Using demographics to predict smartphone health app adoption and intentions to improve wellbeing

Jennifer Carroll, Anne Moorhead, Raymond Bond, William LeBlanc, Robert Petrella, Kevin Fiscella

Research output: Chapter in Book/Report/Conference proceedingConference contribution

Abstract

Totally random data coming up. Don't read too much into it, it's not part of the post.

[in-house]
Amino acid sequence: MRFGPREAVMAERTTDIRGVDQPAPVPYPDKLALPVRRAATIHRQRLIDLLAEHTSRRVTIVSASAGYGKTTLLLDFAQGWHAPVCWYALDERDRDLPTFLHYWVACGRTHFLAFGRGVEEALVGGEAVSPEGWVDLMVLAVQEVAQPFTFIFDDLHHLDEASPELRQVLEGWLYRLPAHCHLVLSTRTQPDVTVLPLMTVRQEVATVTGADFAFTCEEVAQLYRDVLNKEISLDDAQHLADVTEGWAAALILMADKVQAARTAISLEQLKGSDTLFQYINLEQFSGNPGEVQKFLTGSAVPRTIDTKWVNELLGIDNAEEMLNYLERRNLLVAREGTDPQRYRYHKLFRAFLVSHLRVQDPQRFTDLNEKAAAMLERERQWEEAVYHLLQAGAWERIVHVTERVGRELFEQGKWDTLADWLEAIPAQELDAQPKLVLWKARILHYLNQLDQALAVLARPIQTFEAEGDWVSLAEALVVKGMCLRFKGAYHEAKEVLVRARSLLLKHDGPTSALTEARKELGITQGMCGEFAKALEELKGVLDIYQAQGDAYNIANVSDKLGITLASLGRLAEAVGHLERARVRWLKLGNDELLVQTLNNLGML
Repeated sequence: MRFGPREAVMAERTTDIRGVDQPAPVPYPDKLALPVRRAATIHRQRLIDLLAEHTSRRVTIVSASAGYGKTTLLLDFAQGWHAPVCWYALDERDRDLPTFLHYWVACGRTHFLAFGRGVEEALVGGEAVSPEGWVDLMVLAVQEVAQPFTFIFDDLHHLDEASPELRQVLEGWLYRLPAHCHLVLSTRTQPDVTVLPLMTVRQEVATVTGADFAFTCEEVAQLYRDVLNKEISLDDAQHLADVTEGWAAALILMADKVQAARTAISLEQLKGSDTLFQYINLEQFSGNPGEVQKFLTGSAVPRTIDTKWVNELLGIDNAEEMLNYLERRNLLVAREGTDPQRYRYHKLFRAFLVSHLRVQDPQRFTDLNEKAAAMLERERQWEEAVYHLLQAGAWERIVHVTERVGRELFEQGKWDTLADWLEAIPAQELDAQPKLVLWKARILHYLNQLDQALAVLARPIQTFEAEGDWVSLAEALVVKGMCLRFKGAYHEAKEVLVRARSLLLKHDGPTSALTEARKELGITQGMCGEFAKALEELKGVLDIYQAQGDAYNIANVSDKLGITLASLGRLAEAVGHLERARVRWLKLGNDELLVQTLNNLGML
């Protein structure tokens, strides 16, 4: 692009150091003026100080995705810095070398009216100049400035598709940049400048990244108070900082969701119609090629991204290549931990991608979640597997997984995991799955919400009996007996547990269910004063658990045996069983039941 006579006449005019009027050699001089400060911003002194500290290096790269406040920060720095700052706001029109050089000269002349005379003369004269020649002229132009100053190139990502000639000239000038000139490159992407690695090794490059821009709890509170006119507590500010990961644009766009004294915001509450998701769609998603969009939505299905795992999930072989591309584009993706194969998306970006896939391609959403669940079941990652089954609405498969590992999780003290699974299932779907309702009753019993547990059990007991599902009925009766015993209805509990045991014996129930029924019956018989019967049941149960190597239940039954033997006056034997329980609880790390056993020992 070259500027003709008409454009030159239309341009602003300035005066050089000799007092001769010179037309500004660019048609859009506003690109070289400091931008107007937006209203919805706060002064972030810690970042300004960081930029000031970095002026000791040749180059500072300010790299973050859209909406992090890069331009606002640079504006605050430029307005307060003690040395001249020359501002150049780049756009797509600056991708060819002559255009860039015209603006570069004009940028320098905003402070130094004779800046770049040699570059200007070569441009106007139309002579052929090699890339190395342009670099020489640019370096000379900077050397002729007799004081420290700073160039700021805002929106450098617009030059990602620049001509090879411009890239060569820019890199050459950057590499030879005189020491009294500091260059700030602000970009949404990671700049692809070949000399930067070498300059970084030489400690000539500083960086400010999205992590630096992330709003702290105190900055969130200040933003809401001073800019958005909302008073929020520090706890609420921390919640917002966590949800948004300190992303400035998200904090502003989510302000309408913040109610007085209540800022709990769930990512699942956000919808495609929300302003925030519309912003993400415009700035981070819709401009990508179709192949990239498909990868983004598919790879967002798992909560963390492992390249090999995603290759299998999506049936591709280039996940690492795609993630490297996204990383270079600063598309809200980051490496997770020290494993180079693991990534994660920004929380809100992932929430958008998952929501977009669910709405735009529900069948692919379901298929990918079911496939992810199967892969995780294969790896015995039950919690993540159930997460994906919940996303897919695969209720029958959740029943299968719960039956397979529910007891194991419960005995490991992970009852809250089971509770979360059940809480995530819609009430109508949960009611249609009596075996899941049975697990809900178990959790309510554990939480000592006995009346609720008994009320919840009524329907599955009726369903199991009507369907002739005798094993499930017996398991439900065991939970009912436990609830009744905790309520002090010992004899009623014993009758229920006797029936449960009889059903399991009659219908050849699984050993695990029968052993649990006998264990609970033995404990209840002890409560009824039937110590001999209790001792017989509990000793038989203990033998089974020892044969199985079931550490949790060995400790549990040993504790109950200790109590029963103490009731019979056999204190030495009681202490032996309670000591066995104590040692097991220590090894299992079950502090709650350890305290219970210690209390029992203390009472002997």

Background: Smartphone use and the adoption of healthy lifestyle software applications (“health apps”) are rapidly proliferating. There is limited information on users of the health apps in terms of their characteristics, intentions to change, and actual health behaviours. The study objectives were to 1) to describe the socio-demographic and health behaviour characteristics associated with health app use in a recent U.S. nationally representative sample; 2) to assess the predictors of use of health apps for health promotion, and 3) to examine the association between use of health-related apps and meeting the recommended guidelines for fruit and vegetable intake and physical activity.Methods: Data on 3,677 users of mobile devices and health apps were analysed from National Cancer Institute’s 2015 Health Information National Trends Survey (HINTS), designed to provide nationally representative estimates for health information in the US and is publicly available online. Machine learning evaluation and multivariable logistic regression models were used to assess socio-demographic predictors of mobile device and health app use and examine associations between app use, intentions to change behaviour, and actual behaviour change for fruit and vegetable consumption, physical activity, and weight loss.Findings: Older individuals (45 to 64 years, OR=0.56; 65+ years, OR=0.19), males (OR=0.80), and having a degree (OR=2.83) or less than high school education (OR=0.43) were all significantly associated with a reduced likelihood of having adopted mobile technology; these variables were mildly to moderately potent in predicting mobile technology adoption. Individuals with apps were significantly more likely to report intentions to improve fruit (P=0.01) and vegetable (P